Without a big engine block anymore, what are you folks using to ground your DC/AC circuits? I believe AC should be grounded to the DC circuit ground, but where is that going now?
I consulted "Google" and found two articles that might help you. They do a much better job of explaining how to set up your grounding system. The first is from the University of Alaska Sea Grant Program and the second is from West Marine.
Thanks very much for the reply Tom. I did see those two articles. They both make the assumption there is a negative terminal on an engine block to attach ground to. Since I'll soon have an electric motor with no engine block I'm wondering where that ground attachment should move to?
It all depends on the connection you have between your prop shaft and your motor. If you have a direct metal to metal connection between the motor housing and the prop shaft you could ground it to the motor housing. The shaft and prop then act as the "grounding wire." If, however, you have some plastic or rubber isolating the shaft from the motor you will need to figure some way to ground the electric system to the shaft (e.g. some kind of conductive collar that lets the shaft turn).
The alternative is to attach a copper or stainless steel plate somewhere on the hull or the rudder to provide the necessary connection to the water. If you have a sailboat I assume you have a lightning rod that is somehow grounded to the water. If not I suggest you consider installing one. The grounding plate for the lightning rod can also be used to ground you electric system. I suggest you check into the size of the plate needed. Somewhere in my dim memories the number that pops out is a plate 18 inches on a side.
The reason I would be concerned about lightning when using electric motors is that the motor and wires generate very strong electric fields that could attract lightning when you are in the middle of the ocean, especially if you have a metal mast that can act as conductor for the fields.
I have first hand experience with the problems caused by the electric and magnetic fields (though not in thunderstorms... luckily!!). I commented previously in this discussion that the eletric motors and wires create havoc with my compass. When under electric power I have to navigate only by gps. If I want to use a compass I have shut everything down.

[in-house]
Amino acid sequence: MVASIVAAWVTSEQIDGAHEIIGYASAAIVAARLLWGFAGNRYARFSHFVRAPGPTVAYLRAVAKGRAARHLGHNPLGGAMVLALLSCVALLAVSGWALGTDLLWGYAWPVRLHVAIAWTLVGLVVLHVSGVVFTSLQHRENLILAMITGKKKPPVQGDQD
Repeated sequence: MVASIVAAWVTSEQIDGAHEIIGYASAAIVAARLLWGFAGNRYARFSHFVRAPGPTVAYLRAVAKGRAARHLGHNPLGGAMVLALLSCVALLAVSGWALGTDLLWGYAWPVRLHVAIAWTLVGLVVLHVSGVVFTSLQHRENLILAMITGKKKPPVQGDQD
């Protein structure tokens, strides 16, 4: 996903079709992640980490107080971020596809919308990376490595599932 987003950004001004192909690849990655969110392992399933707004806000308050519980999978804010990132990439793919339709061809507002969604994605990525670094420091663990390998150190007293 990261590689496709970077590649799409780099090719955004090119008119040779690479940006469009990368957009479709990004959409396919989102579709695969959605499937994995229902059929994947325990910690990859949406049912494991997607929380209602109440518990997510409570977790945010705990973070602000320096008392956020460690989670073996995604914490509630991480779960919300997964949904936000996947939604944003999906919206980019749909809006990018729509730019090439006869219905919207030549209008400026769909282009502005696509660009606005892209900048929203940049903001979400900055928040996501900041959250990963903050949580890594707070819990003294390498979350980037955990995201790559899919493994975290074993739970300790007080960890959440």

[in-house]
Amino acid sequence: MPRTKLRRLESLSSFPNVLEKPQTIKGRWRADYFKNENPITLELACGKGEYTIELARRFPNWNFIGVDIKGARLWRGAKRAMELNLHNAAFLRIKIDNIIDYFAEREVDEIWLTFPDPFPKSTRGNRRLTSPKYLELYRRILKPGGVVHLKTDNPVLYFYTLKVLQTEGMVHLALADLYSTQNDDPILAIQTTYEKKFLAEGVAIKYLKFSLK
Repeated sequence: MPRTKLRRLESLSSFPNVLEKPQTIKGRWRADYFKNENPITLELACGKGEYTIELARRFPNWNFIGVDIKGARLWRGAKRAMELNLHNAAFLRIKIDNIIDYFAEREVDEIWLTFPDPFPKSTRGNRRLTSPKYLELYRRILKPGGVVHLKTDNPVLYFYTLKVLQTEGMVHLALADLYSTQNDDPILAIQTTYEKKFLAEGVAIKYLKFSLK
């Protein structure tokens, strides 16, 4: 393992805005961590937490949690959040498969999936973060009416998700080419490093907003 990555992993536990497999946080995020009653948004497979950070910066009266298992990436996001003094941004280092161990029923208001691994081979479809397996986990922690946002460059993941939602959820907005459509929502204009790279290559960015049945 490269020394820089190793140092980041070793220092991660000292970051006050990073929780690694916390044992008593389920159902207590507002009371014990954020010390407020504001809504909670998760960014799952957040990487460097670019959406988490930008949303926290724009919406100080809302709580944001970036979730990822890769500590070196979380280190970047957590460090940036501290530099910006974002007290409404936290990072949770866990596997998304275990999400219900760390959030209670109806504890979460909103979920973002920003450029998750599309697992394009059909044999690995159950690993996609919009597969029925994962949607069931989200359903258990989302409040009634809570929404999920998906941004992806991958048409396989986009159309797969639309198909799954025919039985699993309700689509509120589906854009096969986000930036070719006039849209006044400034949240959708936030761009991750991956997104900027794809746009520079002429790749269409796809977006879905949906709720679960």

Lightningrods on boats was a theme discused a lot when I was sailing. And I belive that if you "rod" your boat, it is muh more likely to get hit by lightning. Also i think putting this lightningrod through the hul is a bad idea, idealy it should (on sailboats) follow side waiers holding the mast and outside the hull and into the water.
Some sailors had Car-battery-starter-cables they put in bad weather.
Lightning is lokking for the easiest way to hit ground, sometimes thats through the mast of your boat ore through your ambrella. I never heard that theory that electric field can attrakt lightning before.
My AC is mostly used when on shorepower and then i get ground from there. When I run my generator I`m ungrounded and I realise that is potensialy dangerouse, Soo I dont touch the chargers, waterheater and generator when running the generator, but since I myself is rearly grunded when in the boat the danger is minimal. My Inverter is for ground free appliances only. So i dont realy see any reason to make more trouble out of it.
My 48 volt propulsion bank ground is completely isolated from the DC/AC house grounds which connect up to a Dyna Plate located on the hull. So whatever was going to the former diesel block connects to the dyna plate. This was the recommended way to set things up when I bought my Thoosa 9000 system. It has worked well for five years now.
Just curious does your dyna plate have a zinc attached? Does your 48 volt bank float or is it ground via the shaft?
There is no zinc on the Dyna Plate. I'm not sure if my 48 volt system is floating I suspect it is ground via the shaft (which does have a zinc) The zinc does show some degradation by the end of the season though not anymore than when I had my diesel.
If you want to get the ground back on the shafts, where your zincs are. You could use a shaft ground ring:
True enough, but the concept is valid: keep the propulsion system B- separate from the vessel ground.